Background: In April of 2011, the Cook County Jail initiated opt-out screening of all women for Chlamydia trachomatis (CT) and Neisseria gonorrhoeae (GC) at the time of intake. In this retrospective review, we assess the impact of opt-out protocol on rates of testing, diagnoses, and successful treatment.
Methods: We collected the results of all CT and GC tests ordered during intake from April 2011 through December 2012 and reviewed the medical chart of every patient with a positive result for documentation of treatment. Univariable and multivariable analyses were performed to examine the factors associated with receipt of treatment.
Results: Opt-out screening increased the number of diagnoses by more than 4-fold (from 9.3 to 40.8 cases/mo). Among 17,065 women eligible for screening, 3729 (22%) women opted out of screening, and screening was completed in 9265 (54.2%). There were 235 (2.5%) gonococcal infections and 702 (7.6%) chlamydial infections. Of 866 women with a positive test result, 602 (69.5%) received treatment while in jail. In multivariable analysis, older age (adjusted odds ratio [aOR], 1.73; 95% confidence interval [CI], 1.14–2.63), pregnancy (aOR, 2.51; 95% CI, 1.22–5.18), and longer length of stay in jail (aOR, 18.1; 95% CI, 11.7–28.1) were associated with greater likelihood of treatment.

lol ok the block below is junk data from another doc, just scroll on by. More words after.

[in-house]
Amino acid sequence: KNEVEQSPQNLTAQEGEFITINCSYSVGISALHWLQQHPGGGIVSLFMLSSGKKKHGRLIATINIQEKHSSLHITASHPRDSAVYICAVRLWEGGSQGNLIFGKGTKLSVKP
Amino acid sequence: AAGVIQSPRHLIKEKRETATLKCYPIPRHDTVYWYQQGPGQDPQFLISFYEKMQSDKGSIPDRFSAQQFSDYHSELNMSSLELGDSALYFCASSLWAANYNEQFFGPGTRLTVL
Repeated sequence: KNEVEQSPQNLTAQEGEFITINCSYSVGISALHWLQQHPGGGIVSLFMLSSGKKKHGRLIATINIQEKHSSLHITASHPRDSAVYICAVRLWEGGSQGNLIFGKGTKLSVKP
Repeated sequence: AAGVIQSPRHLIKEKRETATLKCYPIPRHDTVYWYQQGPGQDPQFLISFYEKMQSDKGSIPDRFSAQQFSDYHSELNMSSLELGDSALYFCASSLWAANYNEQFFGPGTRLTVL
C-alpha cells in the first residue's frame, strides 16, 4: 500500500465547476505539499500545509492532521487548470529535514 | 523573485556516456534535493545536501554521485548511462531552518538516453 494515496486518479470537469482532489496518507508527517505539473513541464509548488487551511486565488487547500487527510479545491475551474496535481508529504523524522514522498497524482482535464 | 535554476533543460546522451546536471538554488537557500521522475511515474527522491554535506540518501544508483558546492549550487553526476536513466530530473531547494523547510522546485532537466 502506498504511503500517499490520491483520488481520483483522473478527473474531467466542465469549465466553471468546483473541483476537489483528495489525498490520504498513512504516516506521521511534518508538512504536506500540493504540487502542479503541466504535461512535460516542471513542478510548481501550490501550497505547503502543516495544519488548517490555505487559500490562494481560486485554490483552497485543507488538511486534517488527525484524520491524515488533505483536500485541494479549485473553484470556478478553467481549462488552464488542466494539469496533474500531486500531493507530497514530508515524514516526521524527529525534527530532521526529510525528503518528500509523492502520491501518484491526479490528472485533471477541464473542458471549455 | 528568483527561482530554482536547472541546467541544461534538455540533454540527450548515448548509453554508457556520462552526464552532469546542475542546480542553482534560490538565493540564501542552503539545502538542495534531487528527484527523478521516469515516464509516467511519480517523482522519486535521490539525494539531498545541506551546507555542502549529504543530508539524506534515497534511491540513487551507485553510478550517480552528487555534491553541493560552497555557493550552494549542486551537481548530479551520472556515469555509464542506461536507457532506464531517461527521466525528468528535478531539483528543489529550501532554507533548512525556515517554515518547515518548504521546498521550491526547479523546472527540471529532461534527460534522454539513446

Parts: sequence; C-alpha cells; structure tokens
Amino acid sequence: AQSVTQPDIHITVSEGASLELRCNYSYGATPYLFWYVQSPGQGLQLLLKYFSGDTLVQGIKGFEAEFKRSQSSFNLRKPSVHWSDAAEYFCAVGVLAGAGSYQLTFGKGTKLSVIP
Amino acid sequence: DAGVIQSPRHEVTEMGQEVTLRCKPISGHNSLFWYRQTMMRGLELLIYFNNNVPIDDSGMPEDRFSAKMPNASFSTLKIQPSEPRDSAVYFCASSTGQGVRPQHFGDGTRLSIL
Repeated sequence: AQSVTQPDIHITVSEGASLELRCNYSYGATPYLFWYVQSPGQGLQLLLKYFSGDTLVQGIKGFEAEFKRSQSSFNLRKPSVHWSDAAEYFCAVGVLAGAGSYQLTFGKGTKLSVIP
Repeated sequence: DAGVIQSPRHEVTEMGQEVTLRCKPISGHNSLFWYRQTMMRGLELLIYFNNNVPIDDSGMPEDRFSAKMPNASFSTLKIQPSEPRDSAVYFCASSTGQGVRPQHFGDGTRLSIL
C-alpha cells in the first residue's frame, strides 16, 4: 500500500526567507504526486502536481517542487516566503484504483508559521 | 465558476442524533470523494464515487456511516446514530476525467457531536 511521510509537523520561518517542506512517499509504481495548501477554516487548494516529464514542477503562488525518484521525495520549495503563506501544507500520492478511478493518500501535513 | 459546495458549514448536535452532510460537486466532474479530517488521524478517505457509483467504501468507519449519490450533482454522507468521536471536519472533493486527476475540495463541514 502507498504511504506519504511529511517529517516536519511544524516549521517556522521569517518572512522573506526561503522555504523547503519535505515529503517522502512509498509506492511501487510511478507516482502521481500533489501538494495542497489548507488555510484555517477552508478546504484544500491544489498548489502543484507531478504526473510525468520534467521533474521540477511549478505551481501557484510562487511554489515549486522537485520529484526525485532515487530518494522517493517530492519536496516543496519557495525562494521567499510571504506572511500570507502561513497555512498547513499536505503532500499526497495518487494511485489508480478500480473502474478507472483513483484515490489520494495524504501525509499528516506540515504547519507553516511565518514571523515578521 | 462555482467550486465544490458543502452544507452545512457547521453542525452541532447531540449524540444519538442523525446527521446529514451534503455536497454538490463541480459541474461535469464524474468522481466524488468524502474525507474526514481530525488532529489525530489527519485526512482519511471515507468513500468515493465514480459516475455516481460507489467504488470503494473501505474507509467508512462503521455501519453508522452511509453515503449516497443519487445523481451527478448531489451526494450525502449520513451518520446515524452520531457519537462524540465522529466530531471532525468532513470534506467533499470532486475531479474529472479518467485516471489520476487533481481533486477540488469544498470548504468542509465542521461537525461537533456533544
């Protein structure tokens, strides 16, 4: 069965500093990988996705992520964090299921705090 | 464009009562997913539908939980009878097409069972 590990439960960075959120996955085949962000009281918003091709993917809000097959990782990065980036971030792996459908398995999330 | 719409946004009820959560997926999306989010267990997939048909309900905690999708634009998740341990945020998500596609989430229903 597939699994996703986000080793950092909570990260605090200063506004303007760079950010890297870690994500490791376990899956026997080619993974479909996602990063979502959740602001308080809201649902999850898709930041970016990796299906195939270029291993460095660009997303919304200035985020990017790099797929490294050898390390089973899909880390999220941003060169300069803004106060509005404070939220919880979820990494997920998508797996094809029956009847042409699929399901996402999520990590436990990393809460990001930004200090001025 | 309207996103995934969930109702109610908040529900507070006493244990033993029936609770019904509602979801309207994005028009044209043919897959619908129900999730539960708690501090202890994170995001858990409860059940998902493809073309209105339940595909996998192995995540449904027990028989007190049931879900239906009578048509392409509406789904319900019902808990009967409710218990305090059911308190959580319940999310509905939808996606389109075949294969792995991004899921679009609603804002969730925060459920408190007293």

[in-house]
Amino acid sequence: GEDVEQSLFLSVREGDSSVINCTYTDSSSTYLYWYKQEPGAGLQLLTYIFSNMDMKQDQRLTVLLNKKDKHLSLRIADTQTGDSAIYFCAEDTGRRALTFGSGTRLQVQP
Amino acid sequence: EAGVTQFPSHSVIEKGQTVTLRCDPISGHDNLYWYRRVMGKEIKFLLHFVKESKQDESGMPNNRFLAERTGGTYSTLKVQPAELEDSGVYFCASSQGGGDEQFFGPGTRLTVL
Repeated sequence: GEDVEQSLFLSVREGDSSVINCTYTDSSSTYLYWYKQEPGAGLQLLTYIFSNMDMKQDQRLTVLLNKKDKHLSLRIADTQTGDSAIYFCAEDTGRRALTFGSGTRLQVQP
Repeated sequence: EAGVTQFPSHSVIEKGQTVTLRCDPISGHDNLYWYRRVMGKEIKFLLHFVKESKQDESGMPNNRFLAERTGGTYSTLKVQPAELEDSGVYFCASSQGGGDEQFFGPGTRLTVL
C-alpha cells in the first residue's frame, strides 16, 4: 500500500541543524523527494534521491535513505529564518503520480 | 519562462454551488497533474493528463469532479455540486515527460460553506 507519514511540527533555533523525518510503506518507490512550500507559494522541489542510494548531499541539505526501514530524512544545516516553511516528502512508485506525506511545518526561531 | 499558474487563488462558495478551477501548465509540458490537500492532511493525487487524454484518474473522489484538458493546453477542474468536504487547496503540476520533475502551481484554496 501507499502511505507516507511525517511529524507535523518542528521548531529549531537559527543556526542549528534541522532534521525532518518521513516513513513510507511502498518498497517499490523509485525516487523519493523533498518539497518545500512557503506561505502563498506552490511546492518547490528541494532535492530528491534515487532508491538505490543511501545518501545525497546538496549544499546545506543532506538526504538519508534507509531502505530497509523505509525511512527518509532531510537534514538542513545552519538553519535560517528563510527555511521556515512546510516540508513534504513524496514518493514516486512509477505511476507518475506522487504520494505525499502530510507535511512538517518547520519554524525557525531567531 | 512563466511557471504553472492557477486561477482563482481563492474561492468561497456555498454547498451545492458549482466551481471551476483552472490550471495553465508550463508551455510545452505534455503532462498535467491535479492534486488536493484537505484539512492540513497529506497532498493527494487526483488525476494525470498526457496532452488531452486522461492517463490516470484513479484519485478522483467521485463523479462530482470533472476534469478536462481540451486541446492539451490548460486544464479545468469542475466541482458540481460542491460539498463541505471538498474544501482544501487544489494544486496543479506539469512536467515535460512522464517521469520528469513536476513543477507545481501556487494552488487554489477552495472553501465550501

Conclusions: Women entering the Cook County Jail have high prevalence of GC/CT infections. Opt-out screening increased the number of GC and CT diagnoses made, and a high proportion of women were treated while incarcerated. Significant challenges remain in ensuring that screening is completed for all women who do not opt out and in providing treatment to women with short duration of incarceration.